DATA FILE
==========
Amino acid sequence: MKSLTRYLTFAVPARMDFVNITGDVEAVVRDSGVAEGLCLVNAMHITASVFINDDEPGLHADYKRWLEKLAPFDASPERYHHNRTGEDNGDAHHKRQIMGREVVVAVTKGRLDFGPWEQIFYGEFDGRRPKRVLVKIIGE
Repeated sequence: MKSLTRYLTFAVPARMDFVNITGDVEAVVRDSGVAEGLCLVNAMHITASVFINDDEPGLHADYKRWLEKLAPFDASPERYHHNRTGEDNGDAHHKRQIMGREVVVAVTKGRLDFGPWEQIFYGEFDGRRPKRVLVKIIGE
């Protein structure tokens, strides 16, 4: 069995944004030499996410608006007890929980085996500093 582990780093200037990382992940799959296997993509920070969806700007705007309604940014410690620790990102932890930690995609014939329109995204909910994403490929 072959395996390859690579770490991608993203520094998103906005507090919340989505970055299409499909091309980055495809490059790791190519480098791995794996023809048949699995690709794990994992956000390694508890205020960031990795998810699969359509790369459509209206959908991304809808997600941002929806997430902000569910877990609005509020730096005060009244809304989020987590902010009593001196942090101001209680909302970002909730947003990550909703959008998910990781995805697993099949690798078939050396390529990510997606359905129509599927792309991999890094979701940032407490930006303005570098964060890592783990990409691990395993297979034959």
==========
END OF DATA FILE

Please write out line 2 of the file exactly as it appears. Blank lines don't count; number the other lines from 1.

Repeated sequence: MKSLTRYLTFAVPARMDFVNITGDVEAVVRDSGVAEGLCLVNAMHITASVFINDDEPGLHADYKRWLEKLAPFDASPERYHHNRTGEDNGDAHHKRQIMGREVVVAVTKGRLDFGPWEQIFYGEFDGRRPKRVLVKIIGE